Novartis, Sanofi-Aventis and GlaxoSmithKline are the chief beneficiaries of the US government’s decision to spend around $1 billion towards the development of a vaccine for the influenza A (H1N1) virus.

The country’s Health and Human Services Secretary, Kathleen Sebelius, announced that the department is directing the money from existing funds to be used for clinical studies that will take place over the summer and for commercial-scale production of two potential vaccine ingredients for the USA’s pre-pandemic influenza stockpile. She said that “preparation and planning are critical to keep Americans safe in the face of a potential pandemic” and “our goal throughout this new H1N1 outbreak has been to stay one step ahead of the virus”. The actions the HHS is taking “will help us be prepared if a vaccine is needed,” Ms Sibelius added.

The funds will be used to place new orders on existing contracts with companies that hold US licences for flu vaccines and produce a bulk supply of vaccine antigen and adjuvant. The HHS said that having both antigen and adjuvant on hand “provides maximum flexibility in a future immunisation programme, if … recommended”.

Novartis, which has received an order of around $290 million, and GSK ($180 million), will produce antigen and adjuvant, while Sanofi Pasteur has been awarded a $190 million antigen-only contract. Wayne Pisano, the latter unit’s chief executive, noted that production of a new product “is not a simple task and there are a number of necessary and complex steps that must be taken before a vaccine can be made available to the public, but we have experience on our side”.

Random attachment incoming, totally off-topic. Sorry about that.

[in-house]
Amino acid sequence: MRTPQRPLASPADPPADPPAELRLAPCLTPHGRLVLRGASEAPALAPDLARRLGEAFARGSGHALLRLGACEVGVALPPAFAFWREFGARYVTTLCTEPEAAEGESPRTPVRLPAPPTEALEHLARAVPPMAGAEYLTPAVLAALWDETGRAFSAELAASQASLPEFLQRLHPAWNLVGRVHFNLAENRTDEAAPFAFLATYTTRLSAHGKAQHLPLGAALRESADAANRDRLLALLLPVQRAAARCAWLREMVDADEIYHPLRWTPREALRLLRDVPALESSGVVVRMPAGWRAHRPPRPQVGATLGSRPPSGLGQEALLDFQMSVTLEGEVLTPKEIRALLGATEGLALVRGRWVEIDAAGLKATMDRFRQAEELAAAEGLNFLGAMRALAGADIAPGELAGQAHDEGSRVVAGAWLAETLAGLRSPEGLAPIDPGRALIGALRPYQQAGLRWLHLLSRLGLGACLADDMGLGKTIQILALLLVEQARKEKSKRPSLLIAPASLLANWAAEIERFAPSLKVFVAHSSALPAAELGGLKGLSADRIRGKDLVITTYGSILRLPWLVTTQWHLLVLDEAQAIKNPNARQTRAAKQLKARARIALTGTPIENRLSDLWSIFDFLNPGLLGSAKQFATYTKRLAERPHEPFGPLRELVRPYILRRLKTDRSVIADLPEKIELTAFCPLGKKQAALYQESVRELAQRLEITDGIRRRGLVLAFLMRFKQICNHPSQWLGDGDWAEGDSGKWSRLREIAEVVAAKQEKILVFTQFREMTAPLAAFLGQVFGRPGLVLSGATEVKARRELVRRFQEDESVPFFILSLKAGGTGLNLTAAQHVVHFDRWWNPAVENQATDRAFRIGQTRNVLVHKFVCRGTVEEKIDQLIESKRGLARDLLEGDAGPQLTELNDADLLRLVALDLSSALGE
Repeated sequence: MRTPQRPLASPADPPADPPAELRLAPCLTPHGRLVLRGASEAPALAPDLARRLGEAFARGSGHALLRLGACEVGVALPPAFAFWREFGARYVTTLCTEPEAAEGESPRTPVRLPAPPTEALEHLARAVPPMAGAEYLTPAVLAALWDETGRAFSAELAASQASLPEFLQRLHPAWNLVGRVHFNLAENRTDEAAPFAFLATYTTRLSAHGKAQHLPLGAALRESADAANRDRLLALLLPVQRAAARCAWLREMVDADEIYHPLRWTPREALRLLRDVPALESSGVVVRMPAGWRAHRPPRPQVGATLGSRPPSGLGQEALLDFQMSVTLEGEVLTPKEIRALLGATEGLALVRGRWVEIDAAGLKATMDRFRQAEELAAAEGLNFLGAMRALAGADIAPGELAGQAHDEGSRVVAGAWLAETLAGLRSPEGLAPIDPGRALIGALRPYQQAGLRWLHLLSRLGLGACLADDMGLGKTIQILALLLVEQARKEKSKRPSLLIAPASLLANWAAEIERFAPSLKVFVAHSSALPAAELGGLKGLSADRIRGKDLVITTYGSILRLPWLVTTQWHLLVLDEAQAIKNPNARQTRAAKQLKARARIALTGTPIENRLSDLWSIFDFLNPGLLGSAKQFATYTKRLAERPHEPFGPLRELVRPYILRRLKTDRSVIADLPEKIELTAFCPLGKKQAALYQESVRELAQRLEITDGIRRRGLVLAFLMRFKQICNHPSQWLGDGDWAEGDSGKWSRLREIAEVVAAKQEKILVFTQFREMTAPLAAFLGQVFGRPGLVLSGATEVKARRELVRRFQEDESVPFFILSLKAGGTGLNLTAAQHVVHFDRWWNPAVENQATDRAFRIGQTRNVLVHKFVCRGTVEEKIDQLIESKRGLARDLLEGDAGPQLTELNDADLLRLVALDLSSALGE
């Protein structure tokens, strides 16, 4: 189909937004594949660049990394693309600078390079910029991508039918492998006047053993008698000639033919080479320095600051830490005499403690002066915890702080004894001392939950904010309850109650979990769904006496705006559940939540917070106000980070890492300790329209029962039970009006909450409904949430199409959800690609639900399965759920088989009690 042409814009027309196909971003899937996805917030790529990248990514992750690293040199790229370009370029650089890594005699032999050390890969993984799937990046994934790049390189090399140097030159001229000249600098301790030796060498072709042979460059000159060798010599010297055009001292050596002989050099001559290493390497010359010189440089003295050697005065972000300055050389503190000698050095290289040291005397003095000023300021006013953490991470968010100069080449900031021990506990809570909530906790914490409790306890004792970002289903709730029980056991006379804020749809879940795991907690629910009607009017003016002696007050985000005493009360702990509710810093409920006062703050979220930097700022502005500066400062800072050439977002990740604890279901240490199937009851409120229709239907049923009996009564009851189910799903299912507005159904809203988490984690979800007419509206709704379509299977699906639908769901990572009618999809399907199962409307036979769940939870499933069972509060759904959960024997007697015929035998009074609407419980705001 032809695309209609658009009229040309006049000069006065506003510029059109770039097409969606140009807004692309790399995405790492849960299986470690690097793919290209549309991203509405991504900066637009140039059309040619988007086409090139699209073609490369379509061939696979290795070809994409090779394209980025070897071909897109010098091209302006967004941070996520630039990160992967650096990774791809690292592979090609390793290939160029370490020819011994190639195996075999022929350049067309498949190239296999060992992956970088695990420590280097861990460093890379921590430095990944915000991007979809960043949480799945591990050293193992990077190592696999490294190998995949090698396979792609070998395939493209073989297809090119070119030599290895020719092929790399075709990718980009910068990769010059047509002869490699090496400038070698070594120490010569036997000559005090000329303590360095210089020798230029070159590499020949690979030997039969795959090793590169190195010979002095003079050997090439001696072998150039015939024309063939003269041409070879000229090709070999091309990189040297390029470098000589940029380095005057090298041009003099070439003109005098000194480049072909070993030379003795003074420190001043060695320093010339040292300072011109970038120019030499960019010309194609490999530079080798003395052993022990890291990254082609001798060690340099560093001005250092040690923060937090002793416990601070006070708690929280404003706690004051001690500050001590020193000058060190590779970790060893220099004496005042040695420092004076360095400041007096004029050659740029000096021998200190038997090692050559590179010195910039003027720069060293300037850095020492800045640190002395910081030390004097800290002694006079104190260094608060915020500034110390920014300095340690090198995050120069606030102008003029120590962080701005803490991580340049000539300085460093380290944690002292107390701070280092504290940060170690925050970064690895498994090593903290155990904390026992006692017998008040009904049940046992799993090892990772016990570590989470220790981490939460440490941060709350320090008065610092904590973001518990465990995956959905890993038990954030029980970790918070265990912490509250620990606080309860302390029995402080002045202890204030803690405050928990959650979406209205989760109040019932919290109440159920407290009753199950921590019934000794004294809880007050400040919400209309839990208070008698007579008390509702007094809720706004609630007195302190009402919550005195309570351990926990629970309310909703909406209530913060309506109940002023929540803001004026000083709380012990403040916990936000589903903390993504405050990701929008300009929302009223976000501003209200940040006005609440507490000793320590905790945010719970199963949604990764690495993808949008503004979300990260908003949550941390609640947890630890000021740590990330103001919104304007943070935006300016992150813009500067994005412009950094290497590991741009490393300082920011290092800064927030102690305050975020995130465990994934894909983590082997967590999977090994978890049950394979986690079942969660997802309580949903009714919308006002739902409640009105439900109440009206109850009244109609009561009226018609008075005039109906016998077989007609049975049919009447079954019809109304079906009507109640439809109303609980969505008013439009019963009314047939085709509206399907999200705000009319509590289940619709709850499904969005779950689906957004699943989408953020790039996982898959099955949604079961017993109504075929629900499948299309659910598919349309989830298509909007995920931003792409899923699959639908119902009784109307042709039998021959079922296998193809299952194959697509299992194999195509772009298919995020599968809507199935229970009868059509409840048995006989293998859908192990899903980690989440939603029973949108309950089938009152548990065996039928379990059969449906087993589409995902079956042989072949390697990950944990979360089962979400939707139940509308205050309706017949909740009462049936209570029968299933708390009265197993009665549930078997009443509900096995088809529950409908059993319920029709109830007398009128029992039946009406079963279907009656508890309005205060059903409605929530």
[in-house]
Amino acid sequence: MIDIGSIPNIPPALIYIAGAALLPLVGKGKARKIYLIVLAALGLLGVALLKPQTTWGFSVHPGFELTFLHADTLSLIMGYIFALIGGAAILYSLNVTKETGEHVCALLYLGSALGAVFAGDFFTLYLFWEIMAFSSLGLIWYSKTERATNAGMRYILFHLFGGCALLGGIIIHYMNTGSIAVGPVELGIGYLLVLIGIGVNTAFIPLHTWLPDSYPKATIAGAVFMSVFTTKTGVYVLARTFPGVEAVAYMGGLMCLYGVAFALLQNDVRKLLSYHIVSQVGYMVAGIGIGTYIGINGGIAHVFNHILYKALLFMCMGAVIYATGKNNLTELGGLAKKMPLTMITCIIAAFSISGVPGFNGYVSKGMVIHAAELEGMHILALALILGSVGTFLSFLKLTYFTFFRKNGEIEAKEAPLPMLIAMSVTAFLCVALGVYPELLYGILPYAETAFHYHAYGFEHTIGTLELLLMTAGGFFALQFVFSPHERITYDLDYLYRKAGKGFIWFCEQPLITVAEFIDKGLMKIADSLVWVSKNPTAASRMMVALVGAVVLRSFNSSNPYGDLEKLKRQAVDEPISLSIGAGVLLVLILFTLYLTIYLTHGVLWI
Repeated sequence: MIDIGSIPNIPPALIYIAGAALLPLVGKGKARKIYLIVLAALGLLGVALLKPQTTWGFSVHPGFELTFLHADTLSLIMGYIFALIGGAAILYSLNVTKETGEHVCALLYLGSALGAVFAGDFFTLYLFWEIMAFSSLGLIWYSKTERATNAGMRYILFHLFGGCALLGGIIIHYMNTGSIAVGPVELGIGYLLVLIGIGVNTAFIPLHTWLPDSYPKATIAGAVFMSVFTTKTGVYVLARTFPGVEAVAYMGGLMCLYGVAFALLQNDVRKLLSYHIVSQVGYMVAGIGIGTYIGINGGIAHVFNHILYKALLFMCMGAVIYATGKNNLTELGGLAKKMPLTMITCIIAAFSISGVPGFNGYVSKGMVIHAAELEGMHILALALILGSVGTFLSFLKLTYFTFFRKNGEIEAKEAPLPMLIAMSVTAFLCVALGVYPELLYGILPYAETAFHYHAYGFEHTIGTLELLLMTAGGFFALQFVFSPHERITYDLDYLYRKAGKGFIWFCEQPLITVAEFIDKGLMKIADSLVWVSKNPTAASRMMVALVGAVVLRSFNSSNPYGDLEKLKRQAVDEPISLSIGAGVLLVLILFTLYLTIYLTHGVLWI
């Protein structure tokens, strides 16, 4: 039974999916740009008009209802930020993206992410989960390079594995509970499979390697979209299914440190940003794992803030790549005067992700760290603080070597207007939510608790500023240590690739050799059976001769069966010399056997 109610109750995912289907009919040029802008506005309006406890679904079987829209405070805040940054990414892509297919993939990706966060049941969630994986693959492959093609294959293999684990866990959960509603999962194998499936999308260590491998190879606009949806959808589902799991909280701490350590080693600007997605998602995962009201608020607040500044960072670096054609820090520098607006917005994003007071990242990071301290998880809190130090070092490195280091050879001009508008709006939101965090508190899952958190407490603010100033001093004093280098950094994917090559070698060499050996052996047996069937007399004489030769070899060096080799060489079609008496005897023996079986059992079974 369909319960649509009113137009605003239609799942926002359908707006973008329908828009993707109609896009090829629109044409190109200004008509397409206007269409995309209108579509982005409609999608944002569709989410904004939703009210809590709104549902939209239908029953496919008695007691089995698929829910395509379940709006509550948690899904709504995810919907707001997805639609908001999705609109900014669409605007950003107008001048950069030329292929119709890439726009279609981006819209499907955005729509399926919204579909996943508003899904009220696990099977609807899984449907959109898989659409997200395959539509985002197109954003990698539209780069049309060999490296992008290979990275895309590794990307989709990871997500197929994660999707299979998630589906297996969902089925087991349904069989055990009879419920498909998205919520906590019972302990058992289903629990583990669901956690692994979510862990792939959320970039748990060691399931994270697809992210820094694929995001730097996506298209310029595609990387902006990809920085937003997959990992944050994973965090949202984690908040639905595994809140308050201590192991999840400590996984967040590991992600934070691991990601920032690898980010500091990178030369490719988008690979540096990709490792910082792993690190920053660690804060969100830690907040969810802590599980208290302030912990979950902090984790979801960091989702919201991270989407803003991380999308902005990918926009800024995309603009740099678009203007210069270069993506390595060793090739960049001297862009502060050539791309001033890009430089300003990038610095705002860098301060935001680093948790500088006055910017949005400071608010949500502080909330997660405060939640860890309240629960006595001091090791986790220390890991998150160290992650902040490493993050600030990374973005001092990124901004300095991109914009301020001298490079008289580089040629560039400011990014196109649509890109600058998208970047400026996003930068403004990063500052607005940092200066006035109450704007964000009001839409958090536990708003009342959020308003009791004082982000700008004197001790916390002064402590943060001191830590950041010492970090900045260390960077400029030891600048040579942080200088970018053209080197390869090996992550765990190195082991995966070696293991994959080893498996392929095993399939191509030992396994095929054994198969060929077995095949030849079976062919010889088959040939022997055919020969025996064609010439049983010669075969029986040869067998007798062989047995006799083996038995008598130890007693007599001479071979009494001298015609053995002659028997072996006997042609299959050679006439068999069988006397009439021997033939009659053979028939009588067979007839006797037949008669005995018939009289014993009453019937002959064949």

The firms are now awaiting receipt of the seed virus to be used for vaccine production from the US Centers for Disease Control and Prevention (CDC). Once the seed is received, they will receive commence commercial scale production and the first bulk concentrate vaccines could be ready in a few months.

The HHS cash will also be used by the three companies, plus AstraZeneca’s MedImmune and CSL of Australia to develop pilot lots of vaccine for use in clinical studies to determine the required dose, “determine if adjuvants are appropriate and ensure a vaccine is safe and effective”.

The World Health Organisation said this morning that 12,954 people have been confirmed as infected with the new strain and the number of countries affected is 46. 92 people have died and 80 of those cases have been reported in Mexico.